A gay Singapore man has failed in a bid to adopt a child that he fathered via a surrogate in the United States.
The man, who has not been named for legal reasons, is a doctor who has been a relationship with his partner for more than 12 years.
The couple sought to raise a child and initially approached the Ministry of Social and Family Development about adoption.
They were, however, told they would likely to be rejected as adoptive parents because they are gay, and looked for other options.
More than four years ago, the man travelled to the US and paid an American woman $200,000 to carry a donated egg that had been fertilised with his sperm through in-vitro fertilisation.
He went overseas for the procedure because surrogacy, especially paid surrogacy, and in-vitro fertilisation are illegal for same-sex couples in Singapore.
The man then petitioned the courts to allow him to legally adopt the child, which is biologically his. The application was rejected this week.
District Judge Shobha Nair ruled that the petition was an attempt to bypass the country’s legislation and said that the adoption laws “did not envisage the specific situation this case presents”.
She insisted that the application “is in reality an attempt to obtain a desired result — that is, formalising the parent-child relationship in order to obtain certain benefits such as citizenship rights — by walking through the back door of the system when the front door was firmly shut.”
The man was, she continued, “acutely aware that the medical procedures undertaken to have a child of his own would not have been possible in Singapore”.
The child, who is legally an American citizen, will be allowed to continue to live with the couple but will face challenges when it comes to citizenship issues and receiving welfare benefits from the state.
Pink Dot SG, a local LGBT rights group, said in a statement that the court’s rejection of “a loving father’s application to adopt his own biological son” was “based on an outdated view of what a family should constitute.”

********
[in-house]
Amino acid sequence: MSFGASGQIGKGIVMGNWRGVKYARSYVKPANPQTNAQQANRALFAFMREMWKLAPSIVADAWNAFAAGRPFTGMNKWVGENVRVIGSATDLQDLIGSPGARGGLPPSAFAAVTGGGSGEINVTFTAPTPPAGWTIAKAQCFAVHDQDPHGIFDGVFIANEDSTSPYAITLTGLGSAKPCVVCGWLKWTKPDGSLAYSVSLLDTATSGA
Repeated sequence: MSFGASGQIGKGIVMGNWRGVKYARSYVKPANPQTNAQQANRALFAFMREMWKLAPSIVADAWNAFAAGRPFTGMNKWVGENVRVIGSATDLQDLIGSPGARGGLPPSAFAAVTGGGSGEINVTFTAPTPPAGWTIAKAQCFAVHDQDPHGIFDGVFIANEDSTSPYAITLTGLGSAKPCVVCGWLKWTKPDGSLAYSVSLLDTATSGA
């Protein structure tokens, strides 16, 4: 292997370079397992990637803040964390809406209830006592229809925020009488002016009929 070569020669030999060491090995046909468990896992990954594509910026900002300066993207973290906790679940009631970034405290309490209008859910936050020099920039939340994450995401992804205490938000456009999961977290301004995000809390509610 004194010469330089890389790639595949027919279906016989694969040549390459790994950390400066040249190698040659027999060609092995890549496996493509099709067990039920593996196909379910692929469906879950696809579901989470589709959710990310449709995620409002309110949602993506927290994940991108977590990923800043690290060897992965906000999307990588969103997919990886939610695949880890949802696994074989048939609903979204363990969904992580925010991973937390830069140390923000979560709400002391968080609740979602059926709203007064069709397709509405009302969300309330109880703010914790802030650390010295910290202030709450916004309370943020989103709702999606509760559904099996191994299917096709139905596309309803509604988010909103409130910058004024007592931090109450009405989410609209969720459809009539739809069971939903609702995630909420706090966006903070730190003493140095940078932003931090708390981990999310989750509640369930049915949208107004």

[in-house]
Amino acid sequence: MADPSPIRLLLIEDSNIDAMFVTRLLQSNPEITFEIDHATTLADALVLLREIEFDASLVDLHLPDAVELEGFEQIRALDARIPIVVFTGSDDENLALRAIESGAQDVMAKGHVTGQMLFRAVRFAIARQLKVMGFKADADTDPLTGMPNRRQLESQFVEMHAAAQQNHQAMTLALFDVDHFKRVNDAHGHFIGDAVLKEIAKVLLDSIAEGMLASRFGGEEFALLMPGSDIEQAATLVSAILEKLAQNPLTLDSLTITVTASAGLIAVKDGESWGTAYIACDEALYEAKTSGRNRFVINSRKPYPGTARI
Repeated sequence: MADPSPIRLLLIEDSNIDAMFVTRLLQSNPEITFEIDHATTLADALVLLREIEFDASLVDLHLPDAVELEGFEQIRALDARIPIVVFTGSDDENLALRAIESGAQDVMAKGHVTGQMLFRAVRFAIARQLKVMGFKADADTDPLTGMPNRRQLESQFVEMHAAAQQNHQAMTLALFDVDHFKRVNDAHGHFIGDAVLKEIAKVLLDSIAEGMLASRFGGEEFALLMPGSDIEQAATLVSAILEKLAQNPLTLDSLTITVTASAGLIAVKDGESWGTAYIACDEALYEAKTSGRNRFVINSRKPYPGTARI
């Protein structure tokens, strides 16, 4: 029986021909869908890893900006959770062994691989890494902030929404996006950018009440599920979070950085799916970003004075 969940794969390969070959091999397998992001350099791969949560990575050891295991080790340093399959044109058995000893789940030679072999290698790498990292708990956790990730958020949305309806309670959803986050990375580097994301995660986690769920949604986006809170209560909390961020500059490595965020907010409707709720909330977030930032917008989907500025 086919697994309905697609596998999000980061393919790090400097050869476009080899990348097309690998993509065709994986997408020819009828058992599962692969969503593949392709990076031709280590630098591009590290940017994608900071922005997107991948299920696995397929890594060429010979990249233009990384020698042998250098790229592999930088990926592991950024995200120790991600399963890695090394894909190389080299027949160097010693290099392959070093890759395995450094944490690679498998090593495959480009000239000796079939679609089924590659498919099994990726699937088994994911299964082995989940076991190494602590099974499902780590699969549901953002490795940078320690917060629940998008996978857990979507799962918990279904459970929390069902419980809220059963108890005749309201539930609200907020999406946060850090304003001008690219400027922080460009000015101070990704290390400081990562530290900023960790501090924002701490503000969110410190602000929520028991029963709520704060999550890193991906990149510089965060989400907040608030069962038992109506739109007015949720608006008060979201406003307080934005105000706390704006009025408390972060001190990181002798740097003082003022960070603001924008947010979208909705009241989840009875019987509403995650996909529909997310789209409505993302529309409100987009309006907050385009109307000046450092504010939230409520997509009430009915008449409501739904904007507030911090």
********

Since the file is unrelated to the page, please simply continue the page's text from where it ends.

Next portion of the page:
It argued that, “‘family’ goes beyond just the narrow definition of man, wife and children, and what is most important isn’t its constituent components, but that they all come together in love, respect and dignity.”
The group also noted that numerous international studies have confirmed that children raised by same-sex couples fare no worse than those raised by opposite-sex couples.
“That the Adoption of Children Act ‘did not envisage the specific situation this case presents’ is itself proof that policy is falling behind society’s evolving nature, in which non-nuclear families are increasingly embraced and recognised as part of the larger social fabric around the world,” said Pink Dot.
It added that, “it is a cruel thing to deny a child the legitimacy to his own biological Father.” It is not yet known if the man will appeal the court’s ruling.
Penalties for consensual gay sex in Singapore include up to two years in prison, but the ban is rarely enforced. In October 2014, Singapore’s Supreme Court rejected a bid to repeal the British colonial-era criminalisation of sex between men, saying this should be up to lawmakers.